The film’s title is usually translated as Mad Love, though “braque” has a number of interesting variations. As an adjective, it generally means “bizarre,” “fantastique,” or even “whimsical,” though the verb form can also mean “to shine,” “to point,” to aim,” “to hold up,” “to stick up” (as in a robbery), “to antagonize,” and “to lock.” The love that binds the three protagonists is at once illuminating and confining — and is certainly an antagonizing force — and, as with Myshkin’s ultimate fate in The Idiot when he discovers that Nastassya has been stabbed through the heart by Rogozhin, it results in oblivion for all three characters.
In both the novel and the film, it is the titular idiot who acts as the romantic triangle’s axis point, though he is initially something of a sexless figure. The character of Myshkin — almost abject in his naïveté and baselessness — actually made The Idiot one of my least favorite of Dostoyevsky’s novels and one I had trouble engaging with, at least until I saw L’amour braque. Academics have frequently read him as something of a martyr or Christ figure, though German/Swiss novelist Hermann Hesse thankfully challenged this interpretation in an essay, “Thoughts on The Idiot of Dostoevsky.” He wrote that Myshkin, “has often been compared with Christ. Of course such a comparison can be made. One can compare with the Saviour every man who lays bare magical truth, who no longer separates thought from life, and, who on that account lives a life of solitude among hostile neighbours.” Hesse goes on to say that, “Only one trait in Myshkin’s character, but an important one, appears to me as Christlike. I allude to his timid, morbid purity. The secret fear of sex and of procreation is a trait which must be reckoned with in the message of Christ for it plays a distinct part in his world mission.”
While this “morbid purity” does not prevent Myshkin from becoming romantically entangled with Nastassya (and later, a second female character, Aglaya), he remains the passive, tender, and essentially platonic counterpart to the violent sexual passion exhibited by Rogozhin. Zuławski turns this on its head for L’amour braque by including sex scenes between Léon and Marie. In the beginning of the film, Léon tells Micky, “I have never been in love, just sick,” and in general his relationship with Marie is defined by the presence of fluids, bodily and otherwise: snot, tears, saliva, semen, blood, rain, wine, and even food. She seduces him in an increasingly elaborate ritual of emasculation. She takes his virginity and later ties him up, puts makeup on him, and humiliates him. Several times she spits or drools onto his face and, in a symbolic parallel to the loss of female virginity, he says, “it hurts… I bleed,” confusing the spilling of semen for blood during their first sexual encounter. Later she calls him her dog.
These acts of sexual humiliation seem to be a reaction against her confused feelings for him; as in Possession, an attempt to gain control in a situation where she feels she has none. She tells Léon that with him, “Everything is chaos, chance, pain, disorder.” Every time she leaves (or is separated from) him, he has increasingly hysterical breakdowns and takes on a strangely feminine presence within the film. Hesse wrote that Myshkin is a subversive figure within literature because he represents the chaos inherent in the idea that, “it is possible to say ‘Yes’ to everything.” This reminded me of another of Zuławski’s important literary influences, James Joyce, and particularly Molly Bloom’s soliloquy that closes out Ulysses.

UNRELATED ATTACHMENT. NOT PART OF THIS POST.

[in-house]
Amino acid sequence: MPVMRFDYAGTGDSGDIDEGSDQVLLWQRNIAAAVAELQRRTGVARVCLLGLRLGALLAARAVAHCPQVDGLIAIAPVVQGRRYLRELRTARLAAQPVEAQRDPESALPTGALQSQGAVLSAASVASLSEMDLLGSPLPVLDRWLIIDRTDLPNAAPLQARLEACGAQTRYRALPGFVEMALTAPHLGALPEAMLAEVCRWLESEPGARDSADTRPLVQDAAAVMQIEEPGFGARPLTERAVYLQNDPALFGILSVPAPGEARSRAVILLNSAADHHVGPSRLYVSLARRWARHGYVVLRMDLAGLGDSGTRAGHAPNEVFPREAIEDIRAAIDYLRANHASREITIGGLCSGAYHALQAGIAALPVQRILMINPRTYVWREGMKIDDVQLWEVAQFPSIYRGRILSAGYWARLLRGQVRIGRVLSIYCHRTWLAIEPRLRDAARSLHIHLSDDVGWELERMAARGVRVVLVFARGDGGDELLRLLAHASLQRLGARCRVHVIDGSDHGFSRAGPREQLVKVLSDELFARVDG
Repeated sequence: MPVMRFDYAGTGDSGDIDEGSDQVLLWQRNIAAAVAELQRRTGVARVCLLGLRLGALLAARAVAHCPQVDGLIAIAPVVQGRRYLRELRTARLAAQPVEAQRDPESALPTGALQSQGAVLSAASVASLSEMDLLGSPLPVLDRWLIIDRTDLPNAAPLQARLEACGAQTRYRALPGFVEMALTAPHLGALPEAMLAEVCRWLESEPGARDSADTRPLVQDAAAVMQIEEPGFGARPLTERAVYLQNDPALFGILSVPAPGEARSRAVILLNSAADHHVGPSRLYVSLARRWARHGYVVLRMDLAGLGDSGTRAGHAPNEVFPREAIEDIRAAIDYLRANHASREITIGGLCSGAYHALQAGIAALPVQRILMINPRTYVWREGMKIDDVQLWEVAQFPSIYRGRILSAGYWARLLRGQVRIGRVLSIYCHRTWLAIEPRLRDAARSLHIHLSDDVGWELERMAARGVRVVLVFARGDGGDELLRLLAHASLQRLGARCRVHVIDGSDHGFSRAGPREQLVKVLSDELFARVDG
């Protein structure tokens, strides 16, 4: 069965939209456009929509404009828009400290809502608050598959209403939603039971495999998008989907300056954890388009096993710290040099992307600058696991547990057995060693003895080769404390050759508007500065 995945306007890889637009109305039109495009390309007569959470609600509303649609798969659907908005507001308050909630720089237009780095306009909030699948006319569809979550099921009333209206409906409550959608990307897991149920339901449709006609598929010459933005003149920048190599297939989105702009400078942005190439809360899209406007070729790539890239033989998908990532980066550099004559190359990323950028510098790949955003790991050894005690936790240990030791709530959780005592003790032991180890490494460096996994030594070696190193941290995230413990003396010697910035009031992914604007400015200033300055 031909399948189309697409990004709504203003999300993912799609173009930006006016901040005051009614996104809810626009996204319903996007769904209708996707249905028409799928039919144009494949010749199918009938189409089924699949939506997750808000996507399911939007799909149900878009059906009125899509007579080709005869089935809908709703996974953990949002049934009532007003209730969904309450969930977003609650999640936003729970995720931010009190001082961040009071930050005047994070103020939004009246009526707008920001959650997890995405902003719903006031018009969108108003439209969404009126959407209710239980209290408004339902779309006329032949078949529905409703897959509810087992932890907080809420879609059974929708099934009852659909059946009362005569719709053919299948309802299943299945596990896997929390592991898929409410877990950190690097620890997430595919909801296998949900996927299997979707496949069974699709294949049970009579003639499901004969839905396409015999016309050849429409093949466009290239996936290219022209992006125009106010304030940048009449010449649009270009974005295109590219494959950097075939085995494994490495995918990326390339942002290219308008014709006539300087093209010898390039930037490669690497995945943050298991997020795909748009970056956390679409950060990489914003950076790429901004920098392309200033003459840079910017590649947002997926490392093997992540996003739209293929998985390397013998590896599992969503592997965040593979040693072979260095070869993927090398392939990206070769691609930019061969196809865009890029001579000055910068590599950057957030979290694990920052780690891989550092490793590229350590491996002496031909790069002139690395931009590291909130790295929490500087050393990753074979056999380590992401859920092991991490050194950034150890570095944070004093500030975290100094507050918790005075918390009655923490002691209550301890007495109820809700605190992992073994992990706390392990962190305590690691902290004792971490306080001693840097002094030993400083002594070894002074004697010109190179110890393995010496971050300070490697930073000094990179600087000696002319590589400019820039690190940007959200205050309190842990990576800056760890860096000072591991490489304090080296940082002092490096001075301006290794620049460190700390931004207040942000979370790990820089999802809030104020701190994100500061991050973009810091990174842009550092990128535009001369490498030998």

In what is arguably one of the most romantic passages in Western literature, she muses on falling in love and beginning a sexual relationship, punctuating the paragraph with the rhythmic repetition of words in favor of conventional grammar: “I was a Flower of the mountain yes when I put the rose in my hair like the Andalusian girls used or shall I wear a red yes and how he kissed me under the Moorish Wall and I thought well as well him as another and then I asked him with my eyes to ask again yes and then he asked me would I yes to say yes my mountain flower and first I put my arms around him yes and drew him down to me so he could feel my breasts all perfume yes and his heart was going like mad and yes I said yes I will Yes.” In his biography of Joyce, Richard Ellman quoted the writer as describing her fundamentally erotic, unconditional “yes” as a word that signifies, “acquiescence, self-abandon, relaxation, the end of all resistance” (712).
Léon’s sense of total abandon toward both Marie and Micky is contrasted by Marie’s femme fatale persona and her use of domination and humiliation to control Léon. Perhaps innately grasping some fundamental truth about her, when Léon is first shown her photograph by Micky, he remarks, “She is cold, you should warm her,” and she is later compared to ice and diamonds. Her charismatic sexuality is a hard, mask-like surface that conceals a desire for vengeance that is not a result of the “tiny, tiny alterations” that drove Raskolnikov to murder in Crime and Punishment, but is the result of years of systemic abuse. Her life of enforced prostitution is perhaps a more dramatic imagining of Nastassya’s plight — she was treated as a concubine in her teenage years by her benefactor and guardian — and Marie states, “I live as my mother lived… in the flesh, without pleasure.”